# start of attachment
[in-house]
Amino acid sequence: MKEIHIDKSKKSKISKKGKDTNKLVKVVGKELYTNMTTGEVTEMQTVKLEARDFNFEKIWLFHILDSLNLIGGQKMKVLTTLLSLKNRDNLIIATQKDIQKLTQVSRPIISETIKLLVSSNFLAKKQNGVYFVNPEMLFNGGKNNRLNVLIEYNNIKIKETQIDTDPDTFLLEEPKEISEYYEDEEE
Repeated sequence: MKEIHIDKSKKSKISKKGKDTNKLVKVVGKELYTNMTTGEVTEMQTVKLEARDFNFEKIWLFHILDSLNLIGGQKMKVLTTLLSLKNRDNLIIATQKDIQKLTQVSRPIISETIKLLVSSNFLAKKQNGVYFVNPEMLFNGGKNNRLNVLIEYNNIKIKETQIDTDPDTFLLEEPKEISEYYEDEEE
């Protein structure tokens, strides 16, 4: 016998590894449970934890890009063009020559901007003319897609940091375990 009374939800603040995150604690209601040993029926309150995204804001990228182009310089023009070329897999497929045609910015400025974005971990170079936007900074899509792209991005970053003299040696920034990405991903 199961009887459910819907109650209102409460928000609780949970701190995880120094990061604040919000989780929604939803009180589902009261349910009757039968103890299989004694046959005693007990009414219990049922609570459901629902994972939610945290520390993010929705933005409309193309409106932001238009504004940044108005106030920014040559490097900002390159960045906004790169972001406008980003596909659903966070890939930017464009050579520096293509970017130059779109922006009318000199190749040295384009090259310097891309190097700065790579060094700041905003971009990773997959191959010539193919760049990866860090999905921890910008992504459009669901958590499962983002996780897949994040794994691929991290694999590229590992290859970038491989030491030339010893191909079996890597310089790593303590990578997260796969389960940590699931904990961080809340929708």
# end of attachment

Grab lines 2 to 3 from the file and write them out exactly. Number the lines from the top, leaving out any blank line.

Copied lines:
Amino acid sequence: MKEIHIDKSKKSKISKKGKDTNKLVKVVGKELYTNMTTGEVTEMQTVKLEARDFNFEKIWLFHILDSLNLIGGQKMKVLTTLLSLKNRDNLIIATQKDIQKLTQVSRPIISETIKLLVSSNFLAKKQNGVYFVNPEMLFNGGKNNRLNVLIEYNNIKIKETQIDTDPDTFLLEEPKEISEYYEDEEE
Repeated sequence: MKEIHIDKSKKSKISKKGKDTNKLVKVVGKELYTNMTTGEVTEMQTVKLEARDFNFEKIWLFHILDSLNLIGGQKMKVLTTLLSLKNRDNLIIATQKDIQKLTQVSRPIISETIKLLVSSNFLAKKQNGVYFVNPEMLFNGGKNNRLNVLIEYNNIKIKETQIDTDPDTFLLEEPKEISEYYEDEEE